Making the code faster is kind of an important thing in the coders life for sure. Every programmer has a few stories about speeding up the project a thousandfold and saving it in the last minute. Truth is sometimes the code runs so slow, it is just not feasible to actually use it. Who wants a phone app that starts in 20 minutes or a database management software that runs a query for three days, right?
But here is the thing: how do you do it? How do you make the code a lot faster? Not just 3% or 10%, but maybe hundreds and hundreds time faster? Well, there is a magic tool called profiling...
No, not that profiling, not the one that they do in the movies and in the TV, this is a lot more interesting. Well, it is a lot more interesting for me, and I am selfish like that... oh, don't profile me, profile this!
So here is an easy way to do it. Install the tool called vallgrind on your Linux and install the GUI application called kcachegrind. These are all you need, it is simple, I tell you.
You need to run your program. You need to give it enough thing to do so it breaks a sweat, but not too much, because when you make your measurements the code will run a lot slower than normally. You may already have some unit tests or something that do some heavy lifting. Maybe a functional test... So you run your code with valgrind like this:
valgrind --tool=callgrind yourprogram yourprogramsoptions
You wait until the program finishes, or you can even press Ctrl+C if it ran for long enough. When you finished running it you will see one or more files are created in the current directory with the name that looks like callgrind.out.SOMETHING. Then you can view them starting the kcachegrind UI program, like this:
And that's it. A call graph will be presented for you and you will see the percents representing how much time a certain part of your code spent there. I find it is useful to go to the View menu and turn off the Cycle Detection, but you may find that is not what you need. Anyhow, the tool will be great, if you don't know it, you will be amazed and it will server you well. Maybe it will even save your job, who knows?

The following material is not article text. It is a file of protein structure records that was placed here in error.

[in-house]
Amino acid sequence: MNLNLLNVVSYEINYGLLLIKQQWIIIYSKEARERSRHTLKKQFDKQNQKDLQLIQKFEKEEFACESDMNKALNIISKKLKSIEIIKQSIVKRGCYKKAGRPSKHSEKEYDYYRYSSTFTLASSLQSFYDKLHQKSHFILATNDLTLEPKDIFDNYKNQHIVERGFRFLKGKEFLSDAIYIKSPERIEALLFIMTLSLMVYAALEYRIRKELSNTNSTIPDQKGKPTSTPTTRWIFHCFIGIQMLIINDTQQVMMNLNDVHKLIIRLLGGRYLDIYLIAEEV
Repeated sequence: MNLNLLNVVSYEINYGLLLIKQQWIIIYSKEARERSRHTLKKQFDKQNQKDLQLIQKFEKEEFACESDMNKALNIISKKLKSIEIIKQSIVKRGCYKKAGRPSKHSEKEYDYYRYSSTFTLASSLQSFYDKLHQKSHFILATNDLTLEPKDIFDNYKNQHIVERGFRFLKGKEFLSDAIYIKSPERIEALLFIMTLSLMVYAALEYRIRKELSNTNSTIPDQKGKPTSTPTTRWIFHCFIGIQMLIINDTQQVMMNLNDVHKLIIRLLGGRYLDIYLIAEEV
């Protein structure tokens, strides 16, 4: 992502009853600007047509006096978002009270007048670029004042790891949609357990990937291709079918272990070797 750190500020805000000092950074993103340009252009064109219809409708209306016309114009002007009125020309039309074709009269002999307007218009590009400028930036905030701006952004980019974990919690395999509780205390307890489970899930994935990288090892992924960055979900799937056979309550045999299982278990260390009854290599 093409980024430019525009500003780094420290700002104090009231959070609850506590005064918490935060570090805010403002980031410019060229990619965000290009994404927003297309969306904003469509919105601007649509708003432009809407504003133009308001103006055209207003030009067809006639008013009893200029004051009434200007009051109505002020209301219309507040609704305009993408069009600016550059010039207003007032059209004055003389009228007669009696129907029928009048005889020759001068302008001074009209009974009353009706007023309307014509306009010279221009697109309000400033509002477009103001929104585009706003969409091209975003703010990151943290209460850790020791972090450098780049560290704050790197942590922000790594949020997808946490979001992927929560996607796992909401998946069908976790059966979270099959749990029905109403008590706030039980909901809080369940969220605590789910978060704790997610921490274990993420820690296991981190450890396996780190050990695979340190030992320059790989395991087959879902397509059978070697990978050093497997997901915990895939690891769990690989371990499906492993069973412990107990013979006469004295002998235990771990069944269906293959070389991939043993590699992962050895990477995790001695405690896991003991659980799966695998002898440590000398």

Because here is the thing, knowing is half of the battle and without knowing you are lost. You will not know where your program spends most of the time, you will not know where can you actually make a difference. Optimizing a code, making it ten times faster where it spends 1% of the time speeds up the program how much? That's right, it will be 0.9% faster. And speeding up tenfold where it spends 99% will be, well, you do the math.
Not to mention all those things that you did not know happening. Like when you realize your log file handling actually blocks all your threads and slows down the code so that it is practically at a standstill. When you remove one messed up part of the code and you realize your code was actually very fast from the beginning... except the one little piece that now you have to rewrite from scratch.